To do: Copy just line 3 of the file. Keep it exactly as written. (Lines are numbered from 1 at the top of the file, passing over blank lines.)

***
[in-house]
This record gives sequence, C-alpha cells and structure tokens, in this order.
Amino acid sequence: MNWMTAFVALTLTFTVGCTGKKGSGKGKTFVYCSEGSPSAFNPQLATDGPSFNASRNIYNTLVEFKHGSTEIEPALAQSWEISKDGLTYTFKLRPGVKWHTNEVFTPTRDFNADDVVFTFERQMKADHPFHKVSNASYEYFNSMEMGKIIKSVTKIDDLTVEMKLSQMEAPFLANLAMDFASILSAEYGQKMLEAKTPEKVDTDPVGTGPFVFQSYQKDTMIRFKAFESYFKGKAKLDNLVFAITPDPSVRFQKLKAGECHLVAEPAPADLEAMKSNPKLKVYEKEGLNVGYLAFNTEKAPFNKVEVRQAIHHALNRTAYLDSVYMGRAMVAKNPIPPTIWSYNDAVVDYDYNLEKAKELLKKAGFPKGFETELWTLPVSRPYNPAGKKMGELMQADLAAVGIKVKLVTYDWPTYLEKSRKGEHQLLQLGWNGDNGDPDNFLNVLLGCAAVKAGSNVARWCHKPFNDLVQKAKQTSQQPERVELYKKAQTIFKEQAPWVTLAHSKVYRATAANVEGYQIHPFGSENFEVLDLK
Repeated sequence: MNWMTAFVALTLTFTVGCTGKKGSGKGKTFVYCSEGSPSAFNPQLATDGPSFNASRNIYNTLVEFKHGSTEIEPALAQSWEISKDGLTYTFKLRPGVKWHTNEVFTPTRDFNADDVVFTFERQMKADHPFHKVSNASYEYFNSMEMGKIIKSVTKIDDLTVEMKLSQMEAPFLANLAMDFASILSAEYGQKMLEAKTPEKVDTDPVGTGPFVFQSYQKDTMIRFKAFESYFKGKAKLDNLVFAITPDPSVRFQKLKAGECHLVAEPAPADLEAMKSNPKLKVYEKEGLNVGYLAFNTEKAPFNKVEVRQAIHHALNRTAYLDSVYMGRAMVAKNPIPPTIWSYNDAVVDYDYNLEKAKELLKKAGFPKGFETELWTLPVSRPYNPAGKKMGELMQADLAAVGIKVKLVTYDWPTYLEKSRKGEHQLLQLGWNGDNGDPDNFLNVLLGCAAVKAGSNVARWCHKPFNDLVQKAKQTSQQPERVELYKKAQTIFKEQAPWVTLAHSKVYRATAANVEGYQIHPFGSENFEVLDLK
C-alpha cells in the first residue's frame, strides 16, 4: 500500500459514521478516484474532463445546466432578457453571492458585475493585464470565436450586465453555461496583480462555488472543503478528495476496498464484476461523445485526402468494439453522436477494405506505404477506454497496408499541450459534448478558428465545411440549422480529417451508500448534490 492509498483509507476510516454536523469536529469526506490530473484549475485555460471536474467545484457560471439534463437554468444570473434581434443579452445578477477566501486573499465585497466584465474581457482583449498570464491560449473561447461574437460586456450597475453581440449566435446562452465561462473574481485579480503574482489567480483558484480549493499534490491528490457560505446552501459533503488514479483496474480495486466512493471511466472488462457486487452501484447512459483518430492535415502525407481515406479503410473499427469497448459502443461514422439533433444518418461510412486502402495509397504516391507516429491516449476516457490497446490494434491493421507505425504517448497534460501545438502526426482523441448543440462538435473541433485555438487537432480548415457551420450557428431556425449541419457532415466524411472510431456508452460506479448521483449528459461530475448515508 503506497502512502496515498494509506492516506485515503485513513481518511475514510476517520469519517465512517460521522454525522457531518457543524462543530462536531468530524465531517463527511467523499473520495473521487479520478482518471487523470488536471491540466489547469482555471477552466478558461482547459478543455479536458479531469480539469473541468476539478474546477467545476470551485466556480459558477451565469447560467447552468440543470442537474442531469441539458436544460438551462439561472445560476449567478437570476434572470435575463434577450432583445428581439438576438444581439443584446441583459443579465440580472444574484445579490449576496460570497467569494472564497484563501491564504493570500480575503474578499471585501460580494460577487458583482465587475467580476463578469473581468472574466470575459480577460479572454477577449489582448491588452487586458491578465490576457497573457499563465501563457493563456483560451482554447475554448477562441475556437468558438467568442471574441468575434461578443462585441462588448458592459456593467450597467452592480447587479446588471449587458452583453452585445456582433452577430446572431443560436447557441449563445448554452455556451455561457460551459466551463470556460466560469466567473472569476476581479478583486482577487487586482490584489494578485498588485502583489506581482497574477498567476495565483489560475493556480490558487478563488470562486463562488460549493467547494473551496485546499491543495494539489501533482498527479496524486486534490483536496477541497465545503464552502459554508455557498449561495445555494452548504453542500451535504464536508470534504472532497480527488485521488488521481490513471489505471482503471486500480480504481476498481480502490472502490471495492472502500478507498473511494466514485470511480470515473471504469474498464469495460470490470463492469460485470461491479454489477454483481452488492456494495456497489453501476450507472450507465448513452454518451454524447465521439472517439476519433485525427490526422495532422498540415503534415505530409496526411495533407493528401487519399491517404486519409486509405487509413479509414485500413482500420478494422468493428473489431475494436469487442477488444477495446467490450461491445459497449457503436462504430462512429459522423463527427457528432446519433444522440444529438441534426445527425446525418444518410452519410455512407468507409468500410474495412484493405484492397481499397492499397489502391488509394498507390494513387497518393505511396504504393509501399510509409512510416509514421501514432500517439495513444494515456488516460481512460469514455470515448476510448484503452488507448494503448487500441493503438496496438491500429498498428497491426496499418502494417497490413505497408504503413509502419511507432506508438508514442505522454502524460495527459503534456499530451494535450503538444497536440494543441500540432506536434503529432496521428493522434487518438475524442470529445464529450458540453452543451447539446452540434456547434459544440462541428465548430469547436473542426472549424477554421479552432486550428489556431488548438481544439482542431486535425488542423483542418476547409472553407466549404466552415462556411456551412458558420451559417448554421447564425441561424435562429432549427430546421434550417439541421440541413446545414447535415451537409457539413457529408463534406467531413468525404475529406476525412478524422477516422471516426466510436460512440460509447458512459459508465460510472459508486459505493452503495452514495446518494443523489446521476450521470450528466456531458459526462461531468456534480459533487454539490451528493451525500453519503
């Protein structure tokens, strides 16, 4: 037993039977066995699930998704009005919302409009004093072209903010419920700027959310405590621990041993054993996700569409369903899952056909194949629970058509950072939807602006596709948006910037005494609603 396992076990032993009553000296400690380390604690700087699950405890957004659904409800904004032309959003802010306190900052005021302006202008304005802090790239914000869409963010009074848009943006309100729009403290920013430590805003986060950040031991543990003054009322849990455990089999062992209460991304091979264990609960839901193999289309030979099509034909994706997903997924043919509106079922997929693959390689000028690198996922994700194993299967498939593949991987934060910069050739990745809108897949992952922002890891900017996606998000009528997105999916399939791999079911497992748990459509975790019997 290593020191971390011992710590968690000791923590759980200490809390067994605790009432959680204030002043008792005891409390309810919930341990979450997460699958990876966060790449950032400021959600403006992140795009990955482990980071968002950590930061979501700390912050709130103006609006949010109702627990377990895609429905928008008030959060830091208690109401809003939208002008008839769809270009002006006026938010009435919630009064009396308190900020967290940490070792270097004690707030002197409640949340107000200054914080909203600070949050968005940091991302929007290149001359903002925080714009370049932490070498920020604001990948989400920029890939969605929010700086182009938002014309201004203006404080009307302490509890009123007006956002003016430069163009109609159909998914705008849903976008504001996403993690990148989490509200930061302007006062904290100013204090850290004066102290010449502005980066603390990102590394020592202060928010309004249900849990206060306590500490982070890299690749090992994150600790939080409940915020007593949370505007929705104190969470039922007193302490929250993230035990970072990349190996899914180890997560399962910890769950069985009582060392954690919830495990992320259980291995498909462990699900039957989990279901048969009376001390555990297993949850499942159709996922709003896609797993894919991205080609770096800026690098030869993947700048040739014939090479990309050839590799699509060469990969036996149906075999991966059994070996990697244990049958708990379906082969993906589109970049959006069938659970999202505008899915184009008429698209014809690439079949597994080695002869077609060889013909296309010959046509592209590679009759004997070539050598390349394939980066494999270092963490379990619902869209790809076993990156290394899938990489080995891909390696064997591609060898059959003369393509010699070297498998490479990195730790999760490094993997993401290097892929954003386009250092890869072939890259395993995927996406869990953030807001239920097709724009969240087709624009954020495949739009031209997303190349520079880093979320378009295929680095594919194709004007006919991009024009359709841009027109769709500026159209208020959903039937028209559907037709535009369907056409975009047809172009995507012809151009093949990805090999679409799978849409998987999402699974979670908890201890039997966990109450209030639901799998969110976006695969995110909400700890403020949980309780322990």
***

Amino acid sequence: MNWMTAFVALTLTFTVGCTGKKGSGKGKTFVYCSEGSPSAFNPQLATDGPSFNASRNIYNTLVEFKHGSTEIEPALAQSWEISKDGLTYTFKLRPGVKWHTNEVFTPTRDFNADDVVFTFERQMKADHPFHKVSNASYEYFNSMEMGKIIKSVTKIDDLTVEMKLSQMEAPFLANLAMDFASILSAEYGQKMLEAKTPEKVDTDPVGTGPFVFQSYQKDTMIRFKAFESYFKGKAKLDNLVFAITPDPSVRFQKLKAGECHLVAEPAPADLEAMKSNPKLKVYEKEGLNVGYLAFNTEKAPFNKVEVRQAIHHALNRTAYLDSVYMGRAMVAKNPIPPTIWSYNDAVVDYDYNLEKAKELLKKAGFPKGFETELWTLPVSRPYNPAGKKMGELMQADLAAVGIKVKLVTYDWPTYLEKSRKGEHQLLQLGWNGDNGDPDNFLNVLLGCAAVKAGSNVARWCHKPFNDLVQKAKQTSQQPERVELYKKAQTIFKEQAPWVTLAHSKVYRATAANVEGYQIHPFGSENFEVLDLK